Her first self-titled album, containing hits such as Over The Rainbow, Are You Sure, It Ain’t Necessarily So and All Night Long was a major artistic triumph for then-18-year-old Aretha and while it did not achieve any measure of major commercial success, it served notice that a new recording artist of note had arrived.
From 1961 to 1966, Aretha recorded nine albums that showcased her in a variety of settings that demonstrated her pure artistry. While mainstream acceptance may have eluded her, the Columbia recordings contain a treasure trove of well-crafted, superlative performances. Her earlier work for the label focused on popular songs of the day, time-honoured standards of the 1940s and 1950s and R&B-flavoured tunes that garnered Aretha airplay – known at the time as “turntable” hits.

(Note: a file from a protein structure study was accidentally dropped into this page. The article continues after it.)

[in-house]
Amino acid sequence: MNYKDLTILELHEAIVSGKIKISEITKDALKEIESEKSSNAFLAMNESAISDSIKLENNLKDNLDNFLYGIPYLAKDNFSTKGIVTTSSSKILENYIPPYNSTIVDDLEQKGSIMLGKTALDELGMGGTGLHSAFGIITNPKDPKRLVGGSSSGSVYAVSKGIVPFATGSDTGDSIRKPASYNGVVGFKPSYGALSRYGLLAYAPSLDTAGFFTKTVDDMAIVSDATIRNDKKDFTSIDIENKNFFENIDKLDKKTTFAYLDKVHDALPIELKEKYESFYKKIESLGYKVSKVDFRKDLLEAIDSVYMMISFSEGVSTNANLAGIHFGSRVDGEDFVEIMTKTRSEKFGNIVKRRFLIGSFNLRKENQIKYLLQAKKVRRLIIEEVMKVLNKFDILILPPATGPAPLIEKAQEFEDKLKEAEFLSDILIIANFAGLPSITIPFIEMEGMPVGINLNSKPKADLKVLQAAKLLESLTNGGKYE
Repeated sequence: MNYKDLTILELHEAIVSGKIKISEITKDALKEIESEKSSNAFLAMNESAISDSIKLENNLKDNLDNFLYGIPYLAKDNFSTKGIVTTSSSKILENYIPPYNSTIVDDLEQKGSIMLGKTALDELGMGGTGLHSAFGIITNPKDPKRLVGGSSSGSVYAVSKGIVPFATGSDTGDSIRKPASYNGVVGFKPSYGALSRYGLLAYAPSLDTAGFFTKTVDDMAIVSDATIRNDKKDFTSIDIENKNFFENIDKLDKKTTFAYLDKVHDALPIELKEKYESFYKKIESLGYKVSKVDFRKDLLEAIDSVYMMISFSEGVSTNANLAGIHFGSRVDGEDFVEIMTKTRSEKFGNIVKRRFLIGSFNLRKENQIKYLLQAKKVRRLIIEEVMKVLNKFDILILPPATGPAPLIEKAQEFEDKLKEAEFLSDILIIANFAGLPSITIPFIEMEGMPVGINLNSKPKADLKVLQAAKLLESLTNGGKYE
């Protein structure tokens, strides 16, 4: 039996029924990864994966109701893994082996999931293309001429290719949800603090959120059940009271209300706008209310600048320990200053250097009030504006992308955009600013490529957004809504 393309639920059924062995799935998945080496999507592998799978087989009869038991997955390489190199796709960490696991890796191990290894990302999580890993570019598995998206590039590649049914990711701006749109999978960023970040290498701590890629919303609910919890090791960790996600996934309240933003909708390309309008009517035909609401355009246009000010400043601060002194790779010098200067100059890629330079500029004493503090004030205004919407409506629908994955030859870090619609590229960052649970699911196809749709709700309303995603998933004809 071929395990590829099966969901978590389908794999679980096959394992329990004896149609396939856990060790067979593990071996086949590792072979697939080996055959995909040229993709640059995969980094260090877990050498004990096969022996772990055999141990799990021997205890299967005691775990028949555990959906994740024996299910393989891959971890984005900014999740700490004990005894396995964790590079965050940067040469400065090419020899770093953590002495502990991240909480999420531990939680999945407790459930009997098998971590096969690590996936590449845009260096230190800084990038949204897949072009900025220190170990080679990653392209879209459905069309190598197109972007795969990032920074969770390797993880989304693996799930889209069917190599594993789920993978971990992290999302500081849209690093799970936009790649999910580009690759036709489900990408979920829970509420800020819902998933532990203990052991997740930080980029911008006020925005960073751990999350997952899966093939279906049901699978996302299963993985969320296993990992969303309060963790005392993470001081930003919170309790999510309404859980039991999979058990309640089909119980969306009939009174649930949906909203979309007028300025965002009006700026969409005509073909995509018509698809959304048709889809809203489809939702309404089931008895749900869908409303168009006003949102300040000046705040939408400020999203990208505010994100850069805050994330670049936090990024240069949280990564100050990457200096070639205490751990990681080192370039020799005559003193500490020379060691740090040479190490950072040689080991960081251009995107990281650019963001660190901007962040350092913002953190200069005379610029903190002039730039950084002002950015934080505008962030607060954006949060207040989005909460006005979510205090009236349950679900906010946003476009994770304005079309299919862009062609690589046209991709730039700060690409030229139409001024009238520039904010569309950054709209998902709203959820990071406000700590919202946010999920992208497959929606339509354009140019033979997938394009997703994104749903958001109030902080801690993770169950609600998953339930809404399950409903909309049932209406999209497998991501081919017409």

Her sophomore 1962 Columbia album, The Electrifying Aretha Franklin contained Al Jolson (Rock-a-Bye Your Baby With A Dixie Holiday, You Made Me Love You), The Shirelles (Blue Holiday) and Louis Armstrong (That Lucky Old Sun). The Tender, Moving, Swinging Aretha Franklin was equally ambitious in its far-ranging repertoire encompassing Aretha’s own, poignant Without The One You Love, Billie Holiday’s God Bless The Child and a soulful turnaround on Try A Little Tenderness(revived a few years later by Otis Redding).